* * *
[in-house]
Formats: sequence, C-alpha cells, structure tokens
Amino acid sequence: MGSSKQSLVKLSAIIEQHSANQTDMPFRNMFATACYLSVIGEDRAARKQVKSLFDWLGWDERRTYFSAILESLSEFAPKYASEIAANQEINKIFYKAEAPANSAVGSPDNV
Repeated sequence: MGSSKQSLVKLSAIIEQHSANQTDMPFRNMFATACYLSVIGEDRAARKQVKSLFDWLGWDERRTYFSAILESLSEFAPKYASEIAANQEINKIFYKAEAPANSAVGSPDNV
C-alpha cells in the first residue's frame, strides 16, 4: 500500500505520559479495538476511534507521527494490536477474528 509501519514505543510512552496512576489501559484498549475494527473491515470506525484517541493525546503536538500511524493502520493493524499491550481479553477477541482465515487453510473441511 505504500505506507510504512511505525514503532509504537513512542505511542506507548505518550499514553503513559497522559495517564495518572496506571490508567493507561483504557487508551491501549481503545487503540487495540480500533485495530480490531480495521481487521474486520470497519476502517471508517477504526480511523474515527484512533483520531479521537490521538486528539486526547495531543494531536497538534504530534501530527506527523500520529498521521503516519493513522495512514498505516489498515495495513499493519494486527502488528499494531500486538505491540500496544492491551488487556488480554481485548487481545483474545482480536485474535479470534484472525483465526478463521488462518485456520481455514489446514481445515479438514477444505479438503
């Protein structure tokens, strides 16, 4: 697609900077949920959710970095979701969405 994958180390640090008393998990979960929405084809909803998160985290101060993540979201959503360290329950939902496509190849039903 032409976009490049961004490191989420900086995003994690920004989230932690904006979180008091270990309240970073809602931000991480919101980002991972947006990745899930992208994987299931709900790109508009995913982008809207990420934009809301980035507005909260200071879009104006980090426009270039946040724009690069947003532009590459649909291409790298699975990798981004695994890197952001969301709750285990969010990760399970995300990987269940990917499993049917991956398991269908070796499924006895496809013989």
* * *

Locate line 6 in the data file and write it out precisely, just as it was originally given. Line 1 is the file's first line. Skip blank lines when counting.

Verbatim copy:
């Protein structure tokens, strides 16, 4: 697609900077949920959710970095979701969405 994958180390640090008393998990979960929405084809909803998160985290101060993540979201959503360290329950939902496509190849039903 032409976009490049961004490191989420900086995003994690920004989230932690904006979180008091270990309240970073809602931000991480919101980002991972947006990745899930992208994987299931709900790109508009995913982008809207990420934009809301980035507005909260200071879009104006980090426009270039946040724009690069947003532009590459649909291409790298699975990798981004695994890197952001969301709750285990969010990760399970995300990987269940990917499993049917991956398991269908070796499924006895496809013989």